Or why I *heart* Air Canada (and yes, Canadian readers, I have been told this is a controversial opinion).
Our flight back from the UK to Vancouver this summer was an eventful one, as we were returning on Air Canada flight chock-full of Canadian medal winners. I spent most the flight working on a pair of socks. I had started these socks back in Del Mar for Spring Break and had knitted the whole of the first sock and and was about three-quarters of the way through the second, representing hours and hours and HOURS of work. Towards the end of the flight, exhausted, I packed my knitting into its Ziploc bag and tucked into the seatback pocket in front of me (you can see where this is going can’t you?). AT the end of the flight we headed off into the maelstrom of an airport waiting to greet its returning Olympians and I didn’t give my socks another thought.
Of course, when we got home and I started to unpack, my knitting was nowhere to be found. I called Air Canada in a panic and spoke to a very friendly person in India who took all my details, but didn’t seem to have access to any lost and found information. I was told that lost items would be cleared from the plane and then sent to a central lost property facility and I would be informed if they turned up.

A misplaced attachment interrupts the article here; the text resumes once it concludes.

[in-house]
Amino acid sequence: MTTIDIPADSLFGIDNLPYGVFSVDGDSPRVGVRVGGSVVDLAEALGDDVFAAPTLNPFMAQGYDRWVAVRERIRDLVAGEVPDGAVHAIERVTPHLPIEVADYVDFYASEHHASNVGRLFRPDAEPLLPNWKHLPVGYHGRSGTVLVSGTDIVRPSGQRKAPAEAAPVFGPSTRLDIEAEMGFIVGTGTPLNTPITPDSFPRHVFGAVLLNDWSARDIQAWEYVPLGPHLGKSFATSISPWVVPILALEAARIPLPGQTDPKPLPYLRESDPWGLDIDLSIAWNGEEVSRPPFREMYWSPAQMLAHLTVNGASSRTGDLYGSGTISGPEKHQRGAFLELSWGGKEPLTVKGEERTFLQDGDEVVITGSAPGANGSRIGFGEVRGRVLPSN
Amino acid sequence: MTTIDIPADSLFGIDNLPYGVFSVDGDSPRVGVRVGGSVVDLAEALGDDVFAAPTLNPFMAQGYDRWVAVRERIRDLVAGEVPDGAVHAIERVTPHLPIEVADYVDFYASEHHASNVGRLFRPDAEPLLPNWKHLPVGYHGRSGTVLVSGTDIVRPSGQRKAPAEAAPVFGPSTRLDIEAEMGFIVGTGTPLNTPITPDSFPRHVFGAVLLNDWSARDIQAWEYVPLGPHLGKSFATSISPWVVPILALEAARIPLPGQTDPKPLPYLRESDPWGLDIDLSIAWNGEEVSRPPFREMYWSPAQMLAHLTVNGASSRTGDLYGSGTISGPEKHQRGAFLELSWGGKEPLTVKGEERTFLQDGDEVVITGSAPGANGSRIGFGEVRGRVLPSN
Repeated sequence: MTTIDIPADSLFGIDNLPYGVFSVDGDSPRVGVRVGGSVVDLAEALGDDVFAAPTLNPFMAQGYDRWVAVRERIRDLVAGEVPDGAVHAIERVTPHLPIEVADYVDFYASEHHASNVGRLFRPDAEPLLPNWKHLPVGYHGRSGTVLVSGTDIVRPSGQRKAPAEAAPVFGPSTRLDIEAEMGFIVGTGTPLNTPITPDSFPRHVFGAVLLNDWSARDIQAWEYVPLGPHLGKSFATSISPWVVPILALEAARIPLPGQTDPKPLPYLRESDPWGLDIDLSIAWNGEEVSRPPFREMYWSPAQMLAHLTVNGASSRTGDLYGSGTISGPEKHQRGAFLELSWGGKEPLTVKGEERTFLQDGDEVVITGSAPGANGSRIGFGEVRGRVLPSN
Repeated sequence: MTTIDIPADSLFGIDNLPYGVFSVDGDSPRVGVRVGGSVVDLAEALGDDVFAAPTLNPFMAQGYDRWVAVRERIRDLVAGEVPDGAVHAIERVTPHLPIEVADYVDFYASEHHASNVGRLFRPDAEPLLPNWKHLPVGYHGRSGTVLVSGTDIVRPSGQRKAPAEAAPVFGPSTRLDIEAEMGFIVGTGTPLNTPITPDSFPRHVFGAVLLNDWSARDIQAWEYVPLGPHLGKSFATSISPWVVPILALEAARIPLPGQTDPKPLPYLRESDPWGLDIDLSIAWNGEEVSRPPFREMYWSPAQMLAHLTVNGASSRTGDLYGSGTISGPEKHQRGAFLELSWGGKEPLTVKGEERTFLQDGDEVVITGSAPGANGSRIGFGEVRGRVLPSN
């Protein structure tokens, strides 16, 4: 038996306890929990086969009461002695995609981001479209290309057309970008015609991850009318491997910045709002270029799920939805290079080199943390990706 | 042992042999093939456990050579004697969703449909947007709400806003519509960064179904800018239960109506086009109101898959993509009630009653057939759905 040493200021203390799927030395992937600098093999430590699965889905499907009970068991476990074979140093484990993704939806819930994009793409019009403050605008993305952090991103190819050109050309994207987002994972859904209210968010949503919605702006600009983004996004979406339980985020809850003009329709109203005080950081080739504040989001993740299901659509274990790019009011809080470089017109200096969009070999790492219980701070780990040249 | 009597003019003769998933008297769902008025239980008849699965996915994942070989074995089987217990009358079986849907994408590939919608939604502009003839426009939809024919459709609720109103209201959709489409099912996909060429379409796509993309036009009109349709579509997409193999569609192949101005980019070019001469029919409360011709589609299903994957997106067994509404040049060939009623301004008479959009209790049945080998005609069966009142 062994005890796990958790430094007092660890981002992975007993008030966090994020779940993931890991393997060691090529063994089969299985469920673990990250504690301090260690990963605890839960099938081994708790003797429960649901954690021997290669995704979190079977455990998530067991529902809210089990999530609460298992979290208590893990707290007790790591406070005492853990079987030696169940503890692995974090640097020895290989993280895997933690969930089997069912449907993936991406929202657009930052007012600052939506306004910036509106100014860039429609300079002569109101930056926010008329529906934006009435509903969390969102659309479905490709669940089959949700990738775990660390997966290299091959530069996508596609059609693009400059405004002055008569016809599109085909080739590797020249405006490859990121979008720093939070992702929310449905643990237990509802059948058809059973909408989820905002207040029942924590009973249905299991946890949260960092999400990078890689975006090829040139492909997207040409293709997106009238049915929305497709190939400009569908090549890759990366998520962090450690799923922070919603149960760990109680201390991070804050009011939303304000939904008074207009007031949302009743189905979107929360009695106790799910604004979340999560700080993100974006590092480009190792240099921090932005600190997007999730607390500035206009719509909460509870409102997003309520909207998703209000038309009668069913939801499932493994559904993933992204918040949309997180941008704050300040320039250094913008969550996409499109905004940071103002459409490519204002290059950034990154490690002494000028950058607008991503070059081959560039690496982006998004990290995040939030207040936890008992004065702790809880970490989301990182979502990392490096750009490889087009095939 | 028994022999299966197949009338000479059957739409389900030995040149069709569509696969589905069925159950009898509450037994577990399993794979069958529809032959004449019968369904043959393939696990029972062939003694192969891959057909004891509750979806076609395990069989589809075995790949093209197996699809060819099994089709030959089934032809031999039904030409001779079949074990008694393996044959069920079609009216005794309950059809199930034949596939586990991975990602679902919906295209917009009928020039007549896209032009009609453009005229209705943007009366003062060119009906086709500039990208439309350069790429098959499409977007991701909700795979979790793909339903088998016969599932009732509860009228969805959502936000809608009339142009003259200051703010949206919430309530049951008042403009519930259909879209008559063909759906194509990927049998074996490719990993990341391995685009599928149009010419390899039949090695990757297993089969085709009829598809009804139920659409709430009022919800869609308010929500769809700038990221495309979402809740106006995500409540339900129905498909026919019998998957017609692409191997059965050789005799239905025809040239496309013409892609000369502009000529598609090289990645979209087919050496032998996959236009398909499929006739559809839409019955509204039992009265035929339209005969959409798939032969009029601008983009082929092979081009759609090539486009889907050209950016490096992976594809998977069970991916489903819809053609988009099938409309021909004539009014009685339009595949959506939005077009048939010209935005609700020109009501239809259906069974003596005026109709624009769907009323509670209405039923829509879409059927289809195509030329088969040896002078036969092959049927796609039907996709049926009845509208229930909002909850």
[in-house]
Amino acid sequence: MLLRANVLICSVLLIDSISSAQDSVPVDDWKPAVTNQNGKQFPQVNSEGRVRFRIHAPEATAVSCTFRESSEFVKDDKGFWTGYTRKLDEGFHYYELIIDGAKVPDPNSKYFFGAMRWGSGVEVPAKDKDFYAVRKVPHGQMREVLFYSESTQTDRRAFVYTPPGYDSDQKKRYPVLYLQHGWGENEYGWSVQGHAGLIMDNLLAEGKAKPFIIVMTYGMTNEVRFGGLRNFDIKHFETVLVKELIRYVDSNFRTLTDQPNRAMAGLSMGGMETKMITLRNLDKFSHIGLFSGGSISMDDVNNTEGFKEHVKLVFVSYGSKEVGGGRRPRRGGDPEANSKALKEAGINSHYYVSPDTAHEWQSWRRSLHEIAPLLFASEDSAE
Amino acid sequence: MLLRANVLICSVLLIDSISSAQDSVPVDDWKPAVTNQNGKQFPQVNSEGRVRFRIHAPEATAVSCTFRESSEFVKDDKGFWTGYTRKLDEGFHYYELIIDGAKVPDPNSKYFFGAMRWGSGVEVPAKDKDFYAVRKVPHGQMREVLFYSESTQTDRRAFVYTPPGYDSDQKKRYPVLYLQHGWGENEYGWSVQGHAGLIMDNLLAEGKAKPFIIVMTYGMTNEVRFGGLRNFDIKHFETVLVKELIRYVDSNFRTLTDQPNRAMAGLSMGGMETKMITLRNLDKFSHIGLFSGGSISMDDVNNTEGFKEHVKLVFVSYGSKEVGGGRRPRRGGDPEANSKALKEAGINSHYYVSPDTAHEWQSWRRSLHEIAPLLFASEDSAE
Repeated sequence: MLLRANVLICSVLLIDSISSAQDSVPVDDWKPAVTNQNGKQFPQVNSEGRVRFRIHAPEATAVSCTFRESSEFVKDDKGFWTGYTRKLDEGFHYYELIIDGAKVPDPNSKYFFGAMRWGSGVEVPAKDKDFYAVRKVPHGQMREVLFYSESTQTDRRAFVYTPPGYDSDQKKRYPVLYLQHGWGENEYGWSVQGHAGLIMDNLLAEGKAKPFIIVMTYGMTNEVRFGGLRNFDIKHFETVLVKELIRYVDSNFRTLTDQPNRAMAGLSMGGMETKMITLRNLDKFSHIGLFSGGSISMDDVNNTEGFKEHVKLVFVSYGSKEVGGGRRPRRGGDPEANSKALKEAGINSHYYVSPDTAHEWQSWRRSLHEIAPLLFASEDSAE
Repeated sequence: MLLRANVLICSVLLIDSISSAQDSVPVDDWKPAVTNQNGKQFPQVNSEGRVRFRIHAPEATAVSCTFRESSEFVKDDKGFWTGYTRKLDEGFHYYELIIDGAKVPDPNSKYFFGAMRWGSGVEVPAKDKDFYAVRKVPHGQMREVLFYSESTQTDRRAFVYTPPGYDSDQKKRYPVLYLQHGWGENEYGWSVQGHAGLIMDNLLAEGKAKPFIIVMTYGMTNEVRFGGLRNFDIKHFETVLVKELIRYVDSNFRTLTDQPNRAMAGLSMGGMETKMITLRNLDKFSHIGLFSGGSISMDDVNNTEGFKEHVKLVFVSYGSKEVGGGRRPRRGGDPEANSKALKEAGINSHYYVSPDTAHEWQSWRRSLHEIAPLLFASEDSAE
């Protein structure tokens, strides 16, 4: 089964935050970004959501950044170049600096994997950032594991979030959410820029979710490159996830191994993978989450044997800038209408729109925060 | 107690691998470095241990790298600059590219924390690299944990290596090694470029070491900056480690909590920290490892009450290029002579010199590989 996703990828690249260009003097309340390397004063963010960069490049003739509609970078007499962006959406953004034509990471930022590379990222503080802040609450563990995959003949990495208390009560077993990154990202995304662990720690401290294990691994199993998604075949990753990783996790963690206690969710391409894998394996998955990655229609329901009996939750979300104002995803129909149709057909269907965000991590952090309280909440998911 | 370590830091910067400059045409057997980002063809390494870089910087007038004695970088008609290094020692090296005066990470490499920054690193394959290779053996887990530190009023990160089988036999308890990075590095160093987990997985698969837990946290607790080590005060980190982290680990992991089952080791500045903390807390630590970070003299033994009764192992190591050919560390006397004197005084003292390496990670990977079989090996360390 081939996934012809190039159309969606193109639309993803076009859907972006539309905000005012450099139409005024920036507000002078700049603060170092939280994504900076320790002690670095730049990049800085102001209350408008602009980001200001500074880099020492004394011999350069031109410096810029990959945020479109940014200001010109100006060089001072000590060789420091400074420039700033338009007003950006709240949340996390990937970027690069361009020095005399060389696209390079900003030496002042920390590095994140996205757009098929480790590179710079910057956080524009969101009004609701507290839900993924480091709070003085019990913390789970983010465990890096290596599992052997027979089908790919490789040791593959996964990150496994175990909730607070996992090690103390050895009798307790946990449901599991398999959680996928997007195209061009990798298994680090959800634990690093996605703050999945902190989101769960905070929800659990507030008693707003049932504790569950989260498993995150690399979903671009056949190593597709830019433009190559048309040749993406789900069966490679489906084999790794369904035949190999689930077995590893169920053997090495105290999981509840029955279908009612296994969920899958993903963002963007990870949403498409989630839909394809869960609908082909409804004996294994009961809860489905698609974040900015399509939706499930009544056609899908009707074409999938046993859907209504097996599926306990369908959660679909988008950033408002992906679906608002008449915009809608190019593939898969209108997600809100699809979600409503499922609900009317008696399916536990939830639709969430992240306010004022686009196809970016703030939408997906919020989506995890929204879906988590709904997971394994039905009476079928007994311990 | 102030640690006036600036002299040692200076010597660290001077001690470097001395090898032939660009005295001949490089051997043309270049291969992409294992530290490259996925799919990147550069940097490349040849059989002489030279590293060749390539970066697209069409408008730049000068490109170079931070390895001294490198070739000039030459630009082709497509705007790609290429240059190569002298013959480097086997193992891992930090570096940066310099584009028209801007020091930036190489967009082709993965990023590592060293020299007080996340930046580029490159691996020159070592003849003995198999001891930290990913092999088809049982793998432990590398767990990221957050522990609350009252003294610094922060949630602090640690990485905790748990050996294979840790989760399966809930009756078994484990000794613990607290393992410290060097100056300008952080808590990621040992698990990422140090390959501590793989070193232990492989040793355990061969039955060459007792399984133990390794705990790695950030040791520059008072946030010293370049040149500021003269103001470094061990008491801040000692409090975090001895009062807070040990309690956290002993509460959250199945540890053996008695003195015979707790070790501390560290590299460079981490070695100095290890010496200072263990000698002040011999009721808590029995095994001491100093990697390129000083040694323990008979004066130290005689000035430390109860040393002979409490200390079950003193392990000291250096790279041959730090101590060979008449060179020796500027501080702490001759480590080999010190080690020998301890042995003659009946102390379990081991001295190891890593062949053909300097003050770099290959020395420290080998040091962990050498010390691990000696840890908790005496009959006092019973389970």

I have to admit to feeling disproportionately grumpy about the whole thing. It’s at times like this that you realise how much handmade things really mean; how very fond I had grown of my hippy clown barf socks made from one of a kind yarn; how certain I was that I could never be bothered to re-knit them; and how much of my time and myself I had invested in them.
Three weeks went by with no info, so I called again, spoke to another friendly person in India who had no access to specific details and was told that it was still possible the socks were making their way through the system. But by this stage I had sort of given up.
And then, about three weeks after that, a small package was left on my porch, with small Air Canada label on it. Could it really be? With my heart thumping I opened the package and there were my socks, returned to me courtesy Air Canada’s Central Baggage Office in Montreal. I tell you the Prodigal Son’s father wasn’t half as pleased to see him as I was to see them.
Here are my cuties in all their finished glory.
The yarn, Mansfield Garden Party by Madeline Tosh, is extraordinary. It changes colour every few centimetres through moss greens, sky blues, pastel pinks and lilacs and mustardy yellows and browns – yes, just like a garden in full bloom- and doesn’t pool excessively into huge splodges of colour. I used Cookie A’s BFF pattern which I thought worked fabulously with the yarn. It was interesting to knit , mixed up the yarn even more and was not overpowered by the variegated colour.
Goodness I love these guys. And how I LOVE Air Canada.
A friend was saying that a similar thing happened to her and now she always tucks a business card into her knitting bag. Why didn’t I think of that?
As a special bonus here are some pics the Canadian Olympians returning home. That was crazy fun.